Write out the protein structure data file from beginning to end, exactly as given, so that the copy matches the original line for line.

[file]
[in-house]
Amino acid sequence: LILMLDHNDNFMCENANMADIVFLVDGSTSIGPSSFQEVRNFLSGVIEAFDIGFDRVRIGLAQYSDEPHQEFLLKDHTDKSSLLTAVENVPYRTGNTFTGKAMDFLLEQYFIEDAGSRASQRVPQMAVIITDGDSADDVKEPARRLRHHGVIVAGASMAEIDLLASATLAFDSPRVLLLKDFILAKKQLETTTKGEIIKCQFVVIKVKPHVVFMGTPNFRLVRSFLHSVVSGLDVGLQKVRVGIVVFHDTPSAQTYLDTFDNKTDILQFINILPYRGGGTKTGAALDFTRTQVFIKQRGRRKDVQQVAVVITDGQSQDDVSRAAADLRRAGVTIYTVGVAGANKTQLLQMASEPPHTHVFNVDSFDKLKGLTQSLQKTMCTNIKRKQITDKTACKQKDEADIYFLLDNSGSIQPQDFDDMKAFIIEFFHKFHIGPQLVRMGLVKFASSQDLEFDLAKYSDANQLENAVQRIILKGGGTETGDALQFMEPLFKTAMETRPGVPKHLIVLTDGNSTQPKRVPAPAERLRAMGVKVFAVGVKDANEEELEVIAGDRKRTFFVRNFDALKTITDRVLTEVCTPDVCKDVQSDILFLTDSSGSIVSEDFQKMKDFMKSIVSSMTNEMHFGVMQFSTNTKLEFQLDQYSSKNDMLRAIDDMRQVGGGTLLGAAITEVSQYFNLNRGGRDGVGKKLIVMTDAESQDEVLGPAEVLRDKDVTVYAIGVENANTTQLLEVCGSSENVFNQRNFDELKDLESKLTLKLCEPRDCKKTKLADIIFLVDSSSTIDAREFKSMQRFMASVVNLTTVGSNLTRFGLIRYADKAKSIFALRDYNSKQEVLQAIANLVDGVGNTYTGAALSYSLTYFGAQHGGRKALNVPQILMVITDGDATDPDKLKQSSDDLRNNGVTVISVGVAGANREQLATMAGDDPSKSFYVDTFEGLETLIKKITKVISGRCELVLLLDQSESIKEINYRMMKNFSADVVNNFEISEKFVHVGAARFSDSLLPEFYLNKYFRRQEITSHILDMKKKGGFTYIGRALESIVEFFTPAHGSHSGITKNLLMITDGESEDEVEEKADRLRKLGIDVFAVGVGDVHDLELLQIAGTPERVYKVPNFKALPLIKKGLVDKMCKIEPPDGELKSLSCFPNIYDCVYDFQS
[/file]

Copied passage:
[in-house]
Amino acid sequence: LILMLDHNDNFMCENANMADIVFLVDGSTSIGPSSFQEVRNFLSGVIEAFDIGFDRVRIGLAQYSDEPHQEFLLKDHTDKSSLLTAVENVPYRTGNTFTGKAMDFLLEQYFIEDAGSRASQRVPQMAVIITDGDSADDVKEPARRLRHHGVIVAGASMAEIDLLASATLAFDSPRVLLLKDFILAKKQLETTTKGEIIKCQFVVIKVKPHVVFMGTPNFRLVRSFLHSVVSGLDVGLQKVRVGIVVFHDTPSAQTYLDTFDNKTDILQFINILPYRGGGTKTGAALDFTRTQVFIKQRGRRKDVQQVAVVITDGQSQDDVSRAAADLRRAGVTIYTVGVAGANKTQLLQMASEPPHTHVFNVDSFDKLKGLTQSLQKTMCTNIKRKQITDKTACKQKDEADIYFLLDNSGSIQPQDFDDMKAFIIEFFHKFHIGPQLVRMGLVKFASSQDLEFDLAKYSDANQLENAVQRIILKGGGTETGDALQFMEPLFKTAMETRPGVPKHLIVLTDGNSTQPKRVPAPAERLRAMGVKVFAVGVKDANEEELEVIAGDRKRTFFVRNFDALKTITDRVLTEVCTPDVCKDVQSDILFLTDSSGSIVSEDFQKMKDFMKSIVSSMTNEMHFGVMQFSTNTKLEFQLDQYSSKNDMLRAIDDMRQVGGGTLLGAAITEVSQYFNLNRGGRDGVGKKLIVMTDAESQDEVLGPAEVLRDKDVTVYAIGVENANTTQLLEVCGSSENVFNQRNFDELKDLESKLTLKLCEPRDCKKTKLADIIFLVDSSSTIDAREFKSMQRFMASVVNLTTVGSNLTRFGLIRYADKAKSIFALRDYNSKQEVLQAIANLVDGVGNTYTGAALSYSLTYFGAQHGGRKALNVPQILMVITDGDATDPDKLKQSSDDLRNNGVTVISVGVAGANREQLATMAGDDPSKSFYVDTFEGLETLIKKITKVISGRCELVLLLDQSESIKEINYRMMKNFSADVVNNFEISEKFVHVGAARFSDSLLPEFYLNKYFRRQEITSHILDMKKKGGFTYIGRALESIVEFFTPAHGSHSGITKNLLMITDGESEDEVEEKADRLRKLGIDVFAVGVGDVHDLELLQIAGTPERVYKVPNFKALPLIKKGLVDKMCKIEPPDGELKSLSCFPNIYDCVYDFQS